This series represent large scale simplified human genitalia. Each ” c*nt, d*ck or *ssh*l*” represents a religious figure I don’t approve of, instead of painting the person themselves, because that would just be too easy.
The paintings are made to look like lead and stained glass windows, like often found in churches and mosques. This way, I want to try to create awareness, through aesthetically beautiful paintings, that religion keeps dividing our world.
Say hello to Chastity and Candy. Yes, they are prostitutes.
These ladies were part of a project I did in 2010-2011, when I painted 8 life-sized prostitutes on recycled windows using acrylic and gloss paint on plexiglass along with LED lights, aluminium, wood, curtains and rubber.
Why I chose the theme of prostitution? Find out more on the project page.
A quick update on upcoming exhibitions, as my work will be shown at two art fairs in the coming weeks:
Art Breda 2016
Context New York
The past month I have been extremely busy making new work.
I’m still working on a Jane Doe XL that should be finished in a couple of weeks. In the meantime, I also made a male and female portrait. These pieces will be shown at Galerie Van Campen en Rochtus in Knokke, at the Belgian coast. Hope you like them!
Yesterday was a dark day in our history.
The terrorist attacks in Brussels were frightening, and we’ve never felt this war getting as close as it has yesterday. All my thoughts go out to everyone who suffered from these barbaric acts.
I keep reading this in the media: ‘It wasn’t a matter of if, if was a matter of when‘. How scary is that?
Almost immediately, the world wide web was filled with outpourings of emotion and displays of solidarity. One of the most remarkable things was how united all the Belgian people grew throughout the day: “Tous ensemble, Bruxelles ma Belle”. Basically, we were saying this: Dear terrorists. We are strong, we are united, we love each other, you can’t break us and we WILL get through this. I’m thankful we responded in such a resilient way, and I hope we can keep reacting as we did in the future.
I’m sorry if the painting that comes along with this post makes you feel uncomfortable. Making people feel comfortable was never my intention when painting it. The idea came from having seen a documentary made by VICE, about small children in Syria being prepared for their holy war. I felt so struck and emotional by it that it had me thinking: do we really want our kids growing up in this world? How do we explain all the bad things that are happening? How do we convince them that life is something beautiful and that the world is a wonderful place? I don’t have an exact answer to this, but I think the first step is: by believing it ourselves. By using the same resilience and strength we portrayed yesterday. By keeping ourselves united and showing eath other love and respect.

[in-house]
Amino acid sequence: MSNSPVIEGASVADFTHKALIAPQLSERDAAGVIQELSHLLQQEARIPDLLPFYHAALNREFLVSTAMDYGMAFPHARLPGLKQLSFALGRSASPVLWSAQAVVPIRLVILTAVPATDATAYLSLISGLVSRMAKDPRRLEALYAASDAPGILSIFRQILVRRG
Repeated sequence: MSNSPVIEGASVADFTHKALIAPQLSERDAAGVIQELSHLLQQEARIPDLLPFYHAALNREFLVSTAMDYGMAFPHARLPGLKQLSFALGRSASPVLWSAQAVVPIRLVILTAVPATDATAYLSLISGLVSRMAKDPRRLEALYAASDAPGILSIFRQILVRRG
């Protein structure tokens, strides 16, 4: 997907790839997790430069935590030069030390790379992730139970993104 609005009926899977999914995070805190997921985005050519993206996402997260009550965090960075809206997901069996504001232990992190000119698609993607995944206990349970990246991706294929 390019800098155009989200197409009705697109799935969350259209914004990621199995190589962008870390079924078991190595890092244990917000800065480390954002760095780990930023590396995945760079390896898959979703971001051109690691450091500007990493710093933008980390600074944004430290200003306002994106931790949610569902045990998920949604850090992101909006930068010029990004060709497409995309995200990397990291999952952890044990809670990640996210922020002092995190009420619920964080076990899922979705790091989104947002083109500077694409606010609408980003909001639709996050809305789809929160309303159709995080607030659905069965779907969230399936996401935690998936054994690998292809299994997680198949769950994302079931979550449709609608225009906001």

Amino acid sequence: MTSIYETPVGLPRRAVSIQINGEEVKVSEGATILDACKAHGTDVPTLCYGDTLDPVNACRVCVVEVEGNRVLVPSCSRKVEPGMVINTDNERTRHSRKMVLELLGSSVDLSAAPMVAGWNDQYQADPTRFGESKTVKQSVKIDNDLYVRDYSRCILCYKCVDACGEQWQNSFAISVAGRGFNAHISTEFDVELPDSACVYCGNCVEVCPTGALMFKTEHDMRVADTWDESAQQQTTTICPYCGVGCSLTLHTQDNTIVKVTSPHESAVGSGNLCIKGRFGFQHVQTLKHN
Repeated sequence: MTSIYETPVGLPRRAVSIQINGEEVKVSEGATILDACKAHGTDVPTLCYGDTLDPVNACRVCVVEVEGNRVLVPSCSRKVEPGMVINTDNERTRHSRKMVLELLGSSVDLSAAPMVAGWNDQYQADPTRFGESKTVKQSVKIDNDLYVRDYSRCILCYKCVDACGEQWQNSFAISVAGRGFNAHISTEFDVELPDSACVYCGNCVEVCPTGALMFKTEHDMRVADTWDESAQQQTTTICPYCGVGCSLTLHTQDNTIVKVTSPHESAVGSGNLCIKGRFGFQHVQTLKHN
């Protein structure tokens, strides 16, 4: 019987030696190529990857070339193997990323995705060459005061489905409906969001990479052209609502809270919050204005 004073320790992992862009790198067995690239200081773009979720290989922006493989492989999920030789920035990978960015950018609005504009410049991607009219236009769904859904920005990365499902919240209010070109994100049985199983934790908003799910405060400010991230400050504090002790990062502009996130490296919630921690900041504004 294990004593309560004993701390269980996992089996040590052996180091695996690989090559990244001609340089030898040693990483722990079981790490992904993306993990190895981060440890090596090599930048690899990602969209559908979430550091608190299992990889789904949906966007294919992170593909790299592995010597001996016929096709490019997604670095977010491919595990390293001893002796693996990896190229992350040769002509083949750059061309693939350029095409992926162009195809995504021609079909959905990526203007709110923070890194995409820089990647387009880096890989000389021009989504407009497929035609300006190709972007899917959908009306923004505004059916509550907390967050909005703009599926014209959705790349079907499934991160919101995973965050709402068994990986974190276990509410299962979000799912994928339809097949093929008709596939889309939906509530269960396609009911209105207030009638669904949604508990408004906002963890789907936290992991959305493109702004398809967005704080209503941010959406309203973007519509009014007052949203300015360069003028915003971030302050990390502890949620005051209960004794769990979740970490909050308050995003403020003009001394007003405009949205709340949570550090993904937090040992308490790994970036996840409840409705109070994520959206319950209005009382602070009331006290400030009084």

Belgium, be safe and keep strong.
Let the madness begin…
This week I started working on a new Jane Doe piece measuring 200 by 160 centimeters. It’s the beginning of a long, slow and meticulous process that involves mixing and applying large amounts of different shades of different colors. At the moment, I have mixed and applied 14 different colors on the painting, and have approximately 265 to go… You’ll have to bear with me for the final result, but if you’re curious about what it’ll look like visit the Jane Doe page for other examples and for more information about this type of work.
From 24th until 28th February, Call Me Frank will be exhibiting at Art up! Lille with the Cube Gallery. New paintings will be shown along with recent work.
On top of that, a special event will be hosted on the opening night: ‘Take your best shot at being Frank’. At the Cube Gallery booth, you will literally be able to take a ‘shot’ at being an artist, creating the opportunity of going home with a self-made piece of art. At the end of the fair, Frank will personally select the best artwork without knowledge of who made it. That person wins an original Call Me Frank artwork. This implies that the typical roles will have switched: the viewer (critic) will now become the artist who’s work will be critiqued.